Since we lived way out of town, down in Myrtle Grove Sound, far from where the rioting occurred, we weren’t really affected, except that we got a week vacation from school. With everyone being forced to stay at home, my parents cooked out that Sunday afternoon and invited our next door neighbors. This was a rarity as I knew my parents didn’t like the man (I later learned that he was very abusive, but as an 11 year old, I just thought he was a jerk). I don’t even remember his name now, but I recall sitting in a lounge chair in the yard as he told my dad (along with my brother and I) about the Wilmington Race Riots of 1898. "The Cape Fear River ran red with n----- blood" he said, suggesting a similar situation out of the problem Wilmington was currently facing. My parents, who didn’t allow us to use the "N" word, weren’t too happy with this conversation and that was the only cookout we ever had with them and shortly thereafter they moved. Interestingly, this was the first and only time as a kid that I heard about the 1898 riots (later I’d learn they were more of a massacre as the whites had a gattling gun while the African-American community mostly defended themselves with squirrel guns). I’d also learn later that the guy whose park we played little league ball in, Hugh McCrae, was the one who acquired the gattling gun and he, along with several other well known names in town, was somewhat responsible for the "riot." But that story needs to wait or if you’re interested, I can suggest some books on the subject.

I am not sure just how calm was restored to the city, as we lived far outside its boundaries. The riots just gave us a reason not to venture downtown. After a week holiday, in which we played sandlot ball with kids in the neighborhood, we went back to Bradley Creek Elementary School where everything was normal.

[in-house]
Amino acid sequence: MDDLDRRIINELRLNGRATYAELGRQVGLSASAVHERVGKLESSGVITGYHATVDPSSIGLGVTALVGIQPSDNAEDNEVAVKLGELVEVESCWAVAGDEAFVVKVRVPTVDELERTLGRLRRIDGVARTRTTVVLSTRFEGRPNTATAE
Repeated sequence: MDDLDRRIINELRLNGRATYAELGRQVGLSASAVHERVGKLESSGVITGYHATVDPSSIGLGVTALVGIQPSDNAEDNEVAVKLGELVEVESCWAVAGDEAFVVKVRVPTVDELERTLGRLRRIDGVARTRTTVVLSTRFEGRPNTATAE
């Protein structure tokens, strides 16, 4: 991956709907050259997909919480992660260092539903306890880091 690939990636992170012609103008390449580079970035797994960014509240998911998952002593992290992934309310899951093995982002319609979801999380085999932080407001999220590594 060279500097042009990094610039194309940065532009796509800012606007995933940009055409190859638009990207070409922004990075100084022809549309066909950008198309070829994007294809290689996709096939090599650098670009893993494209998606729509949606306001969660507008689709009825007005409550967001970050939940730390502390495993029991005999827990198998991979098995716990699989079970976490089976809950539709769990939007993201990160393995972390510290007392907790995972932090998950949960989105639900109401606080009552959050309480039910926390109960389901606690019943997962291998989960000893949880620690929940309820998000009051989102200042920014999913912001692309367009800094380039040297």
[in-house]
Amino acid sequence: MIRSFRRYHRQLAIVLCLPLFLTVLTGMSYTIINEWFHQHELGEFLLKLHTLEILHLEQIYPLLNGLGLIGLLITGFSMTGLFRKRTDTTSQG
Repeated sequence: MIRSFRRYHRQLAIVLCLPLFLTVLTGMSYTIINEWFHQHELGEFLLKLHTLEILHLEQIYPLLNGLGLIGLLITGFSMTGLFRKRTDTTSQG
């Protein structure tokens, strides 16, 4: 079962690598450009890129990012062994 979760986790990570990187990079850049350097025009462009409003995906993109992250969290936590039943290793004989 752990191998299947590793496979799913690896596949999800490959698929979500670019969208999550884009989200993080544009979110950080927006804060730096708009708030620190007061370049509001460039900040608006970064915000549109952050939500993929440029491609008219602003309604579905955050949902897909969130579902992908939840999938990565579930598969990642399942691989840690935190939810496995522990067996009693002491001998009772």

Okay, I’m tired. I may come back tomorrow and edit this. I still have much more to write about 68, especially the elections of that year. But that’ll have to wait for another post.

Monday, April 03, 2006

Seven songs I've been listening to lately

Bhakti tagged me for a meme last week… I had a rule that I only do meme’s that are requested by southern women (since they were the only ones who "tagged" me until last week), but I’m going to make an exception here (who knows, maybe she lives on the south side of the city). I’m suppose to write about the seven songs I’ve been listening to lately. This is a hard one. At the office, I generally listen to classical or turn on Yahoo Radio (folk, rock or jazz stations). I only have audio books on my ipod. In the truck, I’m often listening to NPR, but occasionally I need a break and I slip in a CD. So here are the top seven CDs as found in my truck’s console. By the way, the truck is now home from body surgery and looks good as new!

1. Steely Dan, "Aja" Steely Dan is probably my all time favorite group. I remember listening to them in High School and College on FM (back when the AM played top 40 junk). The smoothing sounds of the song Aja and the biting lyrics of Deacon Blues (drink scotch whiskey all night long…) make this one of my favorite albums. Debuting in the late 70s, Aja was a welcome respite from Disco.

2. Sufjan Stevens, "Seven Swans" This is the "newest" CD in the stack. I love the folksy sounds, especially on track, "Transfiguration." It’s interesting that a guy’s whose "hippie parents" named him after a Sufi poet is now he’s writing "Christian" (maybe better defined as Alternative Christian) music. He better stay out of Afghanistan. With a name like that, they might think he’s a Muslim apostate.

3. George Winston, "Night Divides the Day: The Music of the Doors" Jim, a friend of mine, when he saw this disk remarked: "You know you’re middle aged when you have a instrumental rendition of the Doors." I brought this CD at a Winston concert; it was incredible to watch him play the music of the Doors. I love the way he draws the blues on a piano when he plays "People are Strange" or "Summer’s Almost Gone." As for the Doors, I can’t imagine my daughter listening to "The End." I suppose I have grown up and become my father (well, not quite, I don’t listen to country music).

4. Leonard Cohen, "The Best of Leonard Cohen" "Suzanne" is just wonderful.

5. Bob Dylan, "Blood on the Tracks" I’ve been "Tangled up in Blue" a few times in my life. As this album came out toward the end of my high school "experience," it brings back memories.